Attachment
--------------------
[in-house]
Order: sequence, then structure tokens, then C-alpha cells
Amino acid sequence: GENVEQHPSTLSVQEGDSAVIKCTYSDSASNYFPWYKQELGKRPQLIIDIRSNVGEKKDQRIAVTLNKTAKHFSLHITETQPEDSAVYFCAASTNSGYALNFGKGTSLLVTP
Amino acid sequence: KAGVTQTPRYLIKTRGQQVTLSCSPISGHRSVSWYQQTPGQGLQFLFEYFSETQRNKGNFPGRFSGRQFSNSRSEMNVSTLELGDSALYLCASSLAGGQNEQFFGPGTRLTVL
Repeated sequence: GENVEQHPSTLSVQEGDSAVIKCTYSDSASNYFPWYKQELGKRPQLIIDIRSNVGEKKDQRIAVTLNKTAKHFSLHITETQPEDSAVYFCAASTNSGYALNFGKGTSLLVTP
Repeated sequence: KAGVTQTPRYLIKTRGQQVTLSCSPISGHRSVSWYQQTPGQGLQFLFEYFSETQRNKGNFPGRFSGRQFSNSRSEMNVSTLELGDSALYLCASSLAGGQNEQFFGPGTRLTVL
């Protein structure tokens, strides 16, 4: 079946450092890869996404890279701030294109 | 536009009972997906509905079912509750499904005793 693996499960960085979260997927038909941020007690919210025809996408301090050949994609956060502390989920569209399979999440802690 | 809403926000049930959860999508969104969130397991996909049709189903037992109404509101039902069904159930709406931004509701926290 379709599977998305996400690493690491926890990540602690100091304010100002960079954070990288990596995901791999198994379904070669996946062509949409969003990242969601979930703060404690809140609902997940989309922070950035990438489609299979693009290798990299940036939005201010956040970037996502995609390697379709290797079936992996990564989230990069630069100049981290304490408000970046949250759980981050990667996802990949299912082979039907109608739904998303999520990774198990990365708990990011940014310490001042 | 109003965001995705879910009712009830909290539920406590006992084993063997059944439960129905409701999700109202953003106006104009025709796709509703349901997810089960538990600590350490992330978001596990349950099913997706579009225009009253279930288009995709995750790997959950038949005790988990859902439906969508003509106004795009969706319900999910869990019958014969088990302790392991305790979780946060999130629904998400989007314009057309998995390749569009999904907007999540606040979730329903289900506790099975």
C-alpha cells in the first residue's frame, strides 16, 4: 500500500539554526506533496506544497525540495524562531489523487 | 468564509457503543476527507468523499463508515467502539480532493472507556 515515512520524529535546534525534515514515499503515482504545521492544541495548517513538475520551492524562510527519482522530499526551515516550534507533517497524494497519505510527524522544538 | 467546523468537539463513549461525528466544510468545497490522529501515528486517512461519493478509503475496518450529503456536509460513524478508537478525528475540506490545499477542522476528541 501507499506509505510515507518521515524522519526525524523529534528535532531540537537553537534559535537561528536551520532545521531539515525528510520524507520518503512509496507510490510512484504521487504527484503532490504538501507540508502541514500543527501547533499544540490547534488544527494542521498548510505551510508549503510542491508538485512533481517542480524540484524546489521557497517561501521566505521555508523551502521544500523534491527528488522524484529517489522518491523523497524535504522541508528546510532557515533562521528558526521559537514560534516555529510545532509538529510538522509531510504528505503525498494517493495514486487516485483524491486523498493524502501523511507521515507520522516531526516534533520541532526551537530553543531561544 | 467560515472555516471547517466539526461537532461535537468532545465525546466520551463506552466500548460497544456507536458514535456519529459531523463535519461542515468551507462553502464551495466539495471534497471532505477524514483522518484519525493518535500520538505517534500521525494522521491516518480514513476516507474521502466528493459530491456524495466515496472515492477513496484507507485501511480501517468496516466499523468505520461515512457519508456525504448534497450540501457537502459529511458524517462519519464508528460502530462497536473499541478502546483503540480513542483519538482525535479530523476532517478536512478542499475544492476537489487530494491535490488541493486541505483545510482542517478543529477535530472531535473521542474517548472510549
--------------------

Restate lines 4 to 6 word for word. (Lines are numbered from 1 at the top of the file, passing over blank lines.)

Amino acid sequence: KAGVTQTPRYLIKTRGQQVTLSCSPISGHRSVSWYQQTPGQGLQFLFEYFSETQRNKGNFPGRFSGRQFSNSRSEMNVSTLELGDSALYLCASSLAGGQNEQFFGPGTRLTVL
Repeated sequence: GENVEQHPSTLSVQEGDSAVIKCTYSDSASNYFPWYKQELGKRPQLIIDIRSNVGEKKDQRIAVTLNKTAKHFSLHITETQPEDSAVYFCAASTNSGYALNFGKGTSLLVTP
Repeated sequence: KAGVTQTPRYLIKTRGQQVTLSCSPISGHRSVSWYQQTPGQGLQFLFEYFSETQRNKGNFPGRFSGRQFSNSRSEMNVSTLELGDSALYLCASSLAGGQNEQFFGPGTRLTVL